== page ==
In SA OC Siman 106 Sif 2, the Machaber says that someone that for whom "Toraso Umanaso" ("his torah is his occupation", ie a person that is constantly engaged in Torah study) like Rebbe Shimon Bar Yachai and his friends, would stop learning in order to say Krias Shema but not tefillah. The Machaber then says however we ("anu") stop learning both to say Krias Shema and tefillah. The M"B there in Sif-Katan 6 writes that R' Shimon and his friends were learning Torah all the time and would not stop to do work; however we who stop learning to do work certainly should stop learning for tefillah.

My question is: from the time of R' Shimon through the Shulchan Aruch and till today, was there anyone that we know of that was still on this level like R' Shimon that really wouldn't stop learning to daven?

Surely there were great Rishonim and Achronim that certainly we would say about them that they were learning constantly and perhaps did fit into such a category of "Toraso Umanaso". Even in our generation we find great people (like R' Eliyashuv ZT"L) about whom many say that he simply never stop learning for anything (except of course to be makayim mitzvas, daven, etc.) I think if someone would say he wasn't on this level, it could be that he would be chastised for saying such a thing. Perhaps though because of the humble nature of these Gedolim (in our generation and in previous ones) they simply wouldn't want to accept such a title on them and patur. And certainly not to practice in that way lest "normal" people come to learn from it the wrong thing. Perhaps this itself is the answer.

But again my question is if this was ever applicable to anyone after R' Shimon (whether before the Shulchan Aruch or after) and if there was someone in this category who davened anyway, why weren't they accustomed to skipping prayers, like this SA says?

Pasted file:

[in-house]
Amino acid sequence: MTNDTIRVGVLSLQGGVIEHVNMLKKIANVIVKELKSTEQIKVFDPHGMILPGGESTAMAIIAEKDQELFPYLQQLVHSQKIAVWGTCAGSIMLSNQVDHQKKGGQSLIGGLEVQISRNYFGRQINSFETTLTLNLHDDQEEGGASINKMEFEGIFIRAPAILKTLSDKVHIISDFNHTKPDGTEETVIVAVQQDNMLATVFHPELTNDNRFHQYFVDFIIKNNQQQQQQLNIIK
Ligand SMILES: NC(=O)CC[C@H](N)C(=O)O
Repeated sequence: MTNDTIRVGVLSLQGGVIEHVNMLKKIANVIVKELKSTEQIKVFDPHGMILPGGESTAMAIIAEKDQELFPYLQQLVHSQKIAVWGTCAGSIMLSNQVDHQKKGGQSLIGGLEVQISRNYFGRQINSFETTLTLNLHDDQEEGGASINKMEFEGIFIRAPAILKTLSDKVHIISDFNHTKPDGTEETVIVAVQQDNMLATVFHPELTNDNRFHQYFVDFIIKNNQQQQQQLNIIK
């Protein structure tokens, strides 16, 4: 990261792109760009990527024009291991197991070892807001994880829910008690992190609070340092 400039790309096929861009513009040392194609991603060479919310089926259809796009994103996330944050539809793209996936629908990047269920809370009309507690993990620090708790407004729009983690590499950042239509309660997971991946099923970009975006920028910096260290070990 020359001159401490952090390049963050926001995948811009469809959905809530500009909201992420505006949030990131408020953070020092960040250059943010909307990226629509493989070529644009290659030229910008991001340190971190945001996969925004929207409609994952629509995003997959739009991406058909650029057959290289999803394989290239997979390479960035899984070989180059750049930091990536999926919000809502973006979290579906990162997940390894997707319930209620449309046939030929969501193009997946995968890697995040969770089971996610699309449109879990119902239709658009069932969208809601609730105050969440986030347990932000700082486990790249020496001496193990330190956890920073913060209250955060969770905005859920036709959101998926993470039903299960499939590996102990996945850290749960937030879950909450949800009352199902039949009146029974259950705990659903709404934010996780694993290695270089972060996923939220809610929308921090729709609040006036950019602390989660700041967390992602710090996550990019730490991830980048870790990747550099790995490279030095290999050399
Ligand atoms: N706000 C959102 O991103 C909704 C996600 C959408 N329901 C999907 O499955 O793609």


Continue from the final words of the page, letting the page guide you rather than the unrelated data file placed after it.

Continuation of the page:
• You want to suggest that Rav Elyashiv was on this level, but Rav Yochanan (Shabbat 11a) was not?
    – Double AA
    Commented Feb 3, 2013 at 2:05
  • 2
    @DoubleAA Rabbi Elyashiv didn't have a job (to my knowledge) other than תורתו אומנתו. Rabbi Yochanan could have had a job.
    – b a
    Commented Feb 3, 2013 at 2:49
  • @DoubleAA Certainly not. Part of my question was if anyone like this existed after R' Shimon as well. And then after the Shas (anytime before Shulchan Aruch) and then after Shulchan Aruch and then also in our generation (since we also saw people like this...) Another person I asked compared R' Eliyashuv to the GR"A. He said "we see that they both did daven, so..." I thought that was quite a comparison.
    – Yehoshua
    Commented Feb 3, 2013 at 6:16
  • @ba Maybe because he "worked" for the Rabbanut that it was considered a job? However he left that position already a long time ago...
    – Yehoshua
    Commented Feb 3, 2013 at 6:17
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    In general my question was asked in light of the fact that Shulchan Aruch at least mentions this idea and the explanation given that it doesn't apply to us since we stop learning in order to do work. However we see that there were many people (in our generation) that did in fact only learn and not work at all. There were however a number of Tanoim and Amoroim that had a job. I once saw an extensive list in this quoting many sources I don't remember (and I don't think) R' Yochanan was among them -- especially because of how he was known for his love of Torah and his position in Torah.
    – Yehoshua
    Commented Feb 3, 2013 at 6:30

1 Answer 1


I could not find anyone since Rashbi and friends in who considered themselves on this level. This is because a number of Poskim (SA Harav here, in addition to the sources below) consider the level of Rashbi and friends in addition to actually having another job or not, based on the Rav Yochanan's statement (Shabbos 11a):

דתניא חברים שהיו עוסקין בתורה מפסיקין לק"ש ואין מפסיקין לתפלה א"ר יוחנן לא שנו אלא כגון ר"ש בן יוחי וחביריו שתורתן אומנותן אבל כגון אנו מפסיקין לק"ש ולתפלה

Aruch Hashulchan in particular (OC 106:11, not according to Rambam) essentially echoed DoubleAA's original comment of "If R' Yochanan wasn't, we aren't".

Rav Moshe Feinstein (OC 2:27, discussion of missing Minyan for learning) says that no one in his generation is on this level.

עכ"פ תפלה בצבור הוא חיוב וא"כ אין שייך לחלק בין ת"ח לסתם אדם אם אינו כרשב"י וחבריו שרשאים לבטל גם עיקר תפלה שדין זה ליכא לת"ח שבזמננו.

If you wanted an earlier source, Seder Rav Amram (Keriyas Shema) explains the Rav Yochanan's statement above as follows:

לא שנו אלא בדורות הראשונים כגון רשב"י וחביריו שתורתם אומנתם, אבל אנו מפסיקין בין לק"ש בין לתפלה

All of these Gedolim and Poskim agree that Rav Eliyashiv would not qualify as being able to skip Tefillah, and should not be chastised for saying so.


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